Letters to the Editor, Sept. 27-29, 2017
Submissions from Park Record readers
Spirits revived at Glenwood on Miners Day weekend
On Miners Day weekend, the Glenwood Cemetery was alive with the stories of those buried there long ago. The community welcomed back the Historic Walking Tour, this year tied to our Park City history celebration and presented through the Park City Museum. Small groups walked the Cemetery, hearing tales of mine accidents, childhood illness, the Great Park City Fire, beloved band leaders, and home mishaps.
This is the stuff of our past, and it was brilliantly shared by volunteer actors who worked hard to put the personal touch on portrayals of local characters. We also thank the docents who shepherded the groups from grave to grave, and the brilliant staff of the Park City Museum. Mahala Ruddell, Research Coordinator, provided valuable background about life in our town in the early days. Diane Knispel, Director of Education, whose skills in event organization are unsurpassed, led us in presenting the sold-out tour. And we so appreciate Director Sandra Morrison’s support for this event, which will help to fund the upkeep of the cemetery.
Thanks to folks who came that day, and left with a greater understanding of the hard and interesting lives the miners and their families lived. Watch for the tour next Miners’ Day weekend, and get your tickets early!
Bruce Erickson, Chair, Sarah Klingenstein, Peggy Fletcher, Barb Martz, Ken Martz, John Phillips, Cheryl Thomson, Randy Thomson, Larry Warren
Members of the Glenwood Cemetery Committee
Beerman will preserve Park City’s forward momentum
The most important mayoral election facing Park City in its foreseeable future will occur Nov. 7. Andy Beerman is the most qualified candidate to lead the City. Many long-time locals long for “the good old days,” but those days are gone forever. Critical thinking and planning are more urgent now than ever because of the booming economy and the strain it’s putting on the quality of life. Passion and competence have the current City Council on the right path; not talk but action on transportation, housing, open space, environmental issues, and the foundation of a diverse and complete community.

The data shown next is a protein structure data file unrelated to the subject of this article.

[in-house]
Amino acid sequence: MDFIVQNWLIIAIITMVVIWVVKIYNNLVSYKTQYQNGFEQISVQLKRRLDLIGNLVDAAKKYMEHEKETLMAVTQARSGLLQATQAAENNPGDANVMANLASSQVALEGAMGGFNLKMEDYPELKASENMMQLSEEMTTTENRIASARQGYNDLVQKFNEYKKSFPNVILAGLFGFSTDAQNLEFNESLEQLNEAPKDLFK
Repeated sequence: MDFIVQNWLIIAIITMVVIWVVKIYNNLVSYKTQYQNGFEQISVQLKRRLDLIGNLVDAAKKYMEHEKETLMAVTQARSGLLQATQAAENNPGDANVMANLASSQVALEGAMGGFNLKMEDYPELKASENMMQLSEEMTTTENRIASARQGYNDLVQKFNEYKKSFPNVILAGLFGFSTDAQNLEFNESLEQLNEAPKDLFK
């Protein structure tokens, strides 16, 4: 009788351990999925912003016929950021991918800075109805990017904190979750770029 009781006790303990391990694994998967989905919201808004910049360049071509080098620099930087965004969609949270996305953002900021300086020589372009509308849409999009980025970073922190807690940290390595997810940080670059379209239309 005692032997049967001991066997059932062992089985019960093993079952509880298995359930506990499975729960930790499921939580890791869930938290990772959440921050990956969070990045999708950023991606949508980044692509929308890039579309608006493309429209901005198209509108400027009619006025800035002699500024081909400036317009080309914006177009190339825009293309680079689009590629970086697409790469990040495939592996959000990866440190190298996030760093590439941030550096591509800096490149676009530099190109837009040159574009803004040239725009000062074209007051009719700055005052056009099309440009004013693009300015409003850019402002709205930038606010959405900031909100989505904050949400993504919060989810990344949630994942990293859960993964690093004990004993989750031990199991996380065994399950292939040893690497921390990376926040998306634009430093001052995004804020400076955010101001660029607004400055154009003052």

Andy’s leadership in Mountain Accord, the Central Wasatch Commission, his role on the board of directors of the Utah League of Cities and Towns, his service on an Environmental Protection Agency board, and his connections with Salt Lake have created beneficial relationships with governmental leaders throughout the state and region. Andy’s zeal and progressive approach to all facets of government make him a natural leader and the best choice for Mayor to ensure City government does not lose momentum on its priorities and the quality of life for the citizens of Park City.
Fresh solutions for climate change
Nations that trade rarely wage war. Logically, either bomb North Korea or trade with them. Trade embargoes only hurt innocent populations and make nutty leaders look right.
Park City is contributing mightily to climate change by allowing sprawling auto dependent development, constructing traffic intersections dangerous for bikers/pedestrians, and by using electric vehicles that plug into coal-fired electric generation every night.
Here are a few solutions:
- Build wildlife road crossings every half mile to preserve local forests that sequester carbon;
- Revenue-share with Summit County on condition that Summit County stops approving new developments in undeveloped areas surrounding Park City; and allows owners having approved but undeveloped density surrounding Park City to sell/transfer development rights to within town limits;
- Require new developments to be walkable; i.e.: no cul-de-sacs; well-connected streets connecting neighborhoods along with multi-use, multi- and single-family dwellings